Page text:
I was already running late, leaving my house for work one-day last week, only to hop into the driver’s seat of my truck and hear the starter click. I tried turning the key again, but the truck refused to turn over. My guess, it was one of two electrical components in charge (pun intended) of electrical power. I suspected either the battery, it supplies electrical current to the starter to start the engine or the alternator that maintains the battery’s charge. If the battery is bad it is unable to store the chemical energy provided by the alternator. If the alternator is bad, the battery will run out of charge from running other electrical components.
Luckily, I was at home and had access to the tools I needed. I went in search of a voltmeter. If you want to perform this test, a cheap version can be bought from Harbor Freight Tools for under $10. The tool comes in handy for several different DIY troubleshooting methods and will be needed for part two of this article. After finding the voltmeter I ran the red test lead to the positive terminal of the battery marked with a + symbol. I then place the black test lead on the negative terminal marked with a – symbol.
Make sure the meter is set to read volts for direct current volts (DCV) on the switch, and set, to a voltage reader higher than 15. The first thing I checked was the alternator. This may seem a little backward, however, my truck required jumping off and the battery was already dead and it would produce a false test result. Once I had my truck jumped off, I watched the voltmeter. The alternator is supposed to charge somewhere between 14.2 or 14.7 volts across the battery.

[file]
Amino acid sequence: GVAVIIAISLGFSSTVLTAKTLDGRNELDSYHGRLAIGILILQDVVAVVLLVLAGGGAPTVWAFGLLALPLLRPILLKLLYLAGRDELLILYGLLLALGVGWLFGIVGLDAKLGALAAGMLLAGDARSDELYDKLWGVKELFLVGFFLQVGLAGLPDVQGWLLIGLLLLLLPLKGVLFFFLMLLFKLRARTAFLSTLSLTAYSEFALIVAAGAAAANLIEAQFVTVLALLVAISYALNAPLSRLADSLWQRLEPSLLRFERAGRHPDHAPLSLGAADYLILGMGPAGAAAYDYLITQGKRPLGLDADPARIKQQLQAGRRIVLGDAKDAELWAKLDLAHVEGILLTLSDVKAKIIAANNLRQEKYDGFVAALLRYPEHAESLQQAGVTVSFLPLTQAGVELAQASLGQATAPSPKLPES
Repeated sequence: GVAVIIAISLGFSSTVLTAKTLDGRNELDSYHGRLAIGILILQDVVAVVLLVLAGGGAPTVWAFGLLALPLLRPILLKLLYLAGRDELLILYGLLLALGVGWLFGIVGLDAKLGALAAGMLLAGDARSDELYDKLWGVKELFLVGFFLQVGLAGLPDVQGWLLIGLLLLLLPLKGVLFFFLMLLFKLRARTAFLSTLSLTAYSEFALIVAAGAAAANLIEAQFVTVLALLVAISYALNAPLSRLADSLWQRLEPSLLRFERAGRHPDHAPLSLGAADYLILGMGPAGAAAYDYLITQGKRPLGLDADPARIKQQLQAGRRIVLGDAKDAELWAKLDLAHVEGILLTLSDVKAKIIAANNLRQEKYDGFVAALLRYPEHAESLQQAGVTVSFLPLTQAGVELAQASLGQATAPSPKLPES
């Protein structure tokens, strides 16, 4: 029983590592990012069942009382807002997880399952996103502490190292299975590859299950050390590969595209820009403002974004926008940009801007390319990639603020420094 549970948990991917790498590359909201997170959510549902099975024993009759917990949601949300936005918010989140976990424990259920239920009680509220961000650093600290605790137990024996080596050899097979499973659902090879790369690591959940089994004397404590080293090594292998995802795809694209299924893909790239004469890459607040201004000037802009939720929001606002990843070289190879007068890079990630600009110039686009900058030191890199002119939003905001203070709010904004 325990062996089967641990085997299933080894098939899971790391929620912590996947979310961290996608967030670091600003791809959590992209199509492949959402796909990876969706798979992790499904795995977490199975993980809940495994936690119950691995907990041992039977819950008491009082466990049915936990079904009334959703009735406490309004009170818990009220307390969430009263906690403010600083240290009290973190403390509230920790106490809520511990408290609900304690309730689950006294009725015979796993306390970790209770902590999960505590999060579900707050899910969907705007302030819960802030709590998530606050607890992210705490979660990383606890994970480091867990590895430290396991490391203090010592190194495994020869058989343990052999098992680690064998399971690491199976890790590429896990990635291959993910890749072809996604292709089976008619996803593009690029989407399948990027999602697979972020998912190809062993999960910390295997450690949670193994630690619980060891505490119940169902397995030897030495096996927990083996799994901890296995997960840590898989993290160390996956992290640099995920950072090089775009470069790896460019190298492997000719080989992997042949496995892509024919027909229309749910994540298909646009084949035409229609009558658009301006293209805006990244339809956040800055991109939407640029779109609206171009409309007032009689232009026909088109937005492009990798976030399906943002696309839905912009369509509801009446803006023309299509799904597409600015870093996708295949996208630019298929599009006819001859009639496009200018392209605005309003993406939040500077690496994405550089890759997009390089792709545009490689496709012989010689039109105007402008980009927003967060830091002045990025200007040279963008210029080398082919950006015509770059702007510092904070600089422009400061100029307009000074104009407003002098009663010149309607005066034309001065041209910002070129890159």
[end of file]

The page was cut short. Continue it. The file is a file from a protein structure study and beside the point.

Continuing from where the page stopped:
My meter read 14.1 volts. This is a little low but fine. Then I had to test a load under these conditions to make sure the alternator could supply enough electricity for the trucks other electrical systems. A load is anything electrical that uses power from a source, like the battery. I turned my lights on and my air conditioner on high. These are significant electrical loads. I again checked the voltmeter to see if the alternator was able to stay consistent at around 14 volts. It read around 14.2 volts, fluctuating to 14.1 volts. If the meter would have read lower than 12.7 volts or gone higher than 14.7 volts it would indicate a bad alternator. At this point, I needed to check the battery.
By now the truck had run for about 10 minutes, giving the battery some time to recharge. To test the battery, the truck must be shut off. The battery should read just over or under 12.6 volts. My meter told me this battery had 12.3 volts. This was slightly lower but understandable considering it had only charged for a short time.
The truck had some kind of electrical problem that was drawing the battery down, but according to both of these tests, the battery and alternator were okay. The next thing to test for is an electrical short. Hopefully, after reading this you will have an idea on how to diagnose a bad battery or alternator. For the next car talk, I will diagnose an electrical short.